In a move that has already caused a stir on social media (thanks to that fantastic album cover), London’s More Like Trees are set to release their debut album Roots, Shoots & Leaves. I apologize to those with the stereotypical mentality; you won’t find a sensational controversy here quite yet. But I heard TMZ has a picture of Justin Bieber kissing a guy while smoking some grass, why don’t you head on over there.
Roots, Shoots & Leaves is an all-out assault on your senses that leaves you reveling in a plain above common consciousness. As the cover would imply, Josh Whitehouse, Matt Whitehouse and Lachlan Radford use music as their weapon, delivering a powerfully memorable thirteen tracks. They stretch audible peaks to the boundaries of your comfort zone, while keeping everything masterfully in check. Most importantly, they grab hold of the recipe that Mumford & Sons took to the world stage, grab it by the neck with one hand and douse it in whisky with the other proving there is much more to the style those other English guys keep slinging at us.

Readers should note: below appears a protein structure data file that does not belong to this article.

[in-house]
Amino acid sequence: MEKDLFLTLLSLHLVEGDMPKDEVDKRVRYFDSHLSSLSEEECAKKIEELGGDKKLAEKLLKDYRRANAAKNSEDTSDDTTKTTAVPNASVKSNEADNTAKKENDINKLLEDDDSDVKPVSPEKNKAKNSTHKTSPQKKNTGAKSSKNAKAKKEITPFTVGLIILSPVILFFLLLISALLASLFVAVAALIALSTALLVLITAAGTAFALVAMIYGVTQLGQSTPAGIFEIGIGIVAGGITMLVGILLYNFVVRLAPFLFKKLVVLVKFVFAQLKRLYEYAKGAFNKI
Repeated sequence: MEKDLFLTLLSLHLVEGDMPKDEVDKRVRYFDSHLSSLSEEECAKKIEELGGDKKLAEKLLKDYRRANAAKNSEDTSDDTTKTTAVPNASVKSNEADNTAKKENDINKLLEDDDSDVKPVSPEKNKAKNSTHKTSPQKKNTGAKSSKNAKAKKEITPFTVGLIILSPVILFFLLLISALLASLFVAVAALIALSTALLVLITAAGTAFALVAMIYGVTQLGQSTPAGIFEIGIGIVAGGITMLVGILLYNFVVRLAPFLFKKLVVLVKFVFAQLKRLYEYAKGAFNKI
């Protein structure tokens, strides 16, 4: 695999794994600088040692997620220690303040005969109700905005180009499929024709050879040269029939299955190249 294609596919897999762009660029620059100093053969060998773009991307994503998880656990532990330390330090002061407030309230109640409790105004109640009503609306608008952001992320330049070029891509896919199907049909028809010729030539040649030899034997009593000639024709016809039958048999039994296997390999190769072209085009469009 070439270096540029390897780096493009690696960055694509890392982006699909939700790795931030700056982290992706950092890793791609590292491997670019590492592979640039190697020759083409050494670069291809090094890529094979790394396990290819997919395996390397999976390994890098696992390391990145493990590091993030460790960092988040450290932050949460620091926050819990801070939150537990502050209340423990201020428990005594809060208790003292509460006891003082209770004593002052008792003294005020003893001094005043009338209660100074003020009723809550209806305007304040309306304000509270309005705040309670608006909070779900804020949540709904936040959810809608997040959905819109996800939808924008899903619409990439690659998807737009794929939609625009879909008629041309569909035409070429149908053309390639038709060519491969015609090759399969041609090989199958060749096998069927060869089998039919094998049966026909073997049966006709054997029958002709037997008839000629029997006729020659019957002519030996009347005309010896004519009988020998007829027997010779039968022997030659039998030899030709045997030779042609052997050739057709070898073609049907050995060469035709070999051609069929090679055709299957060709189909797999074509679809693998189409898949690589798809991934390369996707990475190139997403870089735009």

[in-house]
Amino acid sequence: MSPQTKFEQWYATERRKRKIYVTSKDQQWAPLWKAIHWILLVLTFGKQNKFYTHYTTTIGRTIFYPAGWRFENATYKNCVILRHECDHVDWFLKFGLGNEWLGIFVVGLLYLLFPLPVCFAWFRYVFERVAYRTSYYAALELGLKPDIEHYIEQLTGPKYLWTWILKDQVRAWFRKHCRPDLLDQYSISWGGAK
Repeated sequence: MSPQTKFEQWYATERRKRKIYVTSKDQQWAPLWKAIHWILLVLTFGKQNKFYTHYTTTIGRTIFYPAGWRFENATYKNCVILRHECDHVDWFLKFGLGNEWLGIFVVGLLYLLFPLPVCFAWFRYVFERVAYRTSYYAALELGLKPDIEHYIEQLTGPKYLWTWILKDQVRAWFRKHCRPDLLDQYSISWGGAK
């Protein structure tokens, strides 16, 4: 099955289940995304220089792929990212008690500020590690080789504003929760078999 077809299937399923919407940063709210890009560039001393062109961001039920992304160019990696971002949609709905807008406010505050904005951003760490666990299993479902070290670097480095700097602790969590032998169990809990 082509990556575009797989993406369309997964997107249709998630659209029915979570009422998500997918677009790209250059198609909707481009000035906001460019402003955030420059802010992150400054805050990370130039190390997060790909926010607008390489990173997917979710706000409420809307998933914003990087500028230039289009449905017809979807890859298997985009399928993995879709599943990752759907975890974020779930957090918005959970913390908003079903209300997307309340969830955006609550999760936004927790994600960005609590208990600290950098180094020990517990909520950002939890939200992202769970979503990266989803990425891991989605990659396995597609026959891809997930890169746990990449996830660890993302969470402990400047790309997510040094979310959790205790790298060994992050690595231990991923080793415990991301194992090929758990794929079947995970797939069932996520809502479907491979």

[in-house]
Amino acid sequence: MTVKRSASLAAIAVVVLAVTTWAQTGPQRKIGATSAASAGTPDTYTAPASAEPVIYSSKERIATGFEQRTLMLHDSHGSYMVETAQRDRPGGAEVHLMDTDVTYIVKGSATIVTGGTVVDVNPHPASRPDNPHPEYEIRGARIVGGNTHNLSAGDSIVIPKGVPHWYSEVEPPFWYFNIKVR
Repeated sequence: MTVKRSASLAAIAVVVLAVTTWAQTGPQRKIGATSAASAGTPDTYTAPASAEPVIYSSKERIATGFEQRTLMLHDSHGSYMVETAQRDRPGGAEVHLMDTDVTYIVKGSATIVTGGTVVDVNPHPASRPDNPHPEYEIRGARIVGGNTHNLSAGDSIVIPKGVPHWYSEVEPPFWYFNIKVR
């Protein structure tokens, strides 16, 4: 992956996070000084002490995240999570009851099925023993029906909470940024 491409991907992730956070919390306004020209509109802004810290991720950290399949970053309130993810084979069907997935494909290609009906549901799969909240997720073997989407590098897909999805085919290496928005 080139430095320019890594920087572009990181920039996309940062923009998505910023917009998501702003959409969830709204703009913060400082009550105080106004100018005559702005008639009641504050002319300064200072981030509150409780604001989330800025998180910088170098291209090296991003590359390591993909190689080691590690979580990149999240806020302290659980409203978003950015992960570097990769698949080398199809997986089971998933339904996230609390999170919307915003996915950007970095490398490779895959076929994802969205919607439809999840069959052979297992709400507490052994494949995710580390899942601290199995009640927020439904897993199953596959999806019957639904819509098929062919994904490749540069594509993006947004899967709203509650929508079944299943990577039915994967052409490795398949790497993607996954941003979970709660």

More Like Trees’ folk, by way of island/Flamenco, wear a shroud most will find comfort in, reminiscent of deep track Sublime mixed with feisty old world folk and a dash of rock, but propel themselves forward with complete, unadulterated originality. Or basically, the most awesome shit I could have possibly stumbled upon.
Whether it be the calling chants of album opener “Trees” or the dark strings and spinning distaste in “Chilly Water” or the hummed harmony “Cake Featuring The One Taste Choir,” Roots, Shoots & Leaves is evocative, provocative and one hell of a good time.
Though it should most definitely be recognized that this is not some angry trio raised in ties and loafers forced to practice the old style instrumentals (the strings and classical guitars cannot be missed), no these three catapult forth with a new style of “Strum & Bass.”
If you judge this book by its cover, you will miss something spectacular. Behind the shadow of aggression there is an elegance that is simply stunning. Their 21st century lifestyle draws on an almost classical hymn influence and explodes in an array of colors. Their progressive mentality is a saving grace; their nod to the classic is respectable; and their thirteen tracks are not to be missed.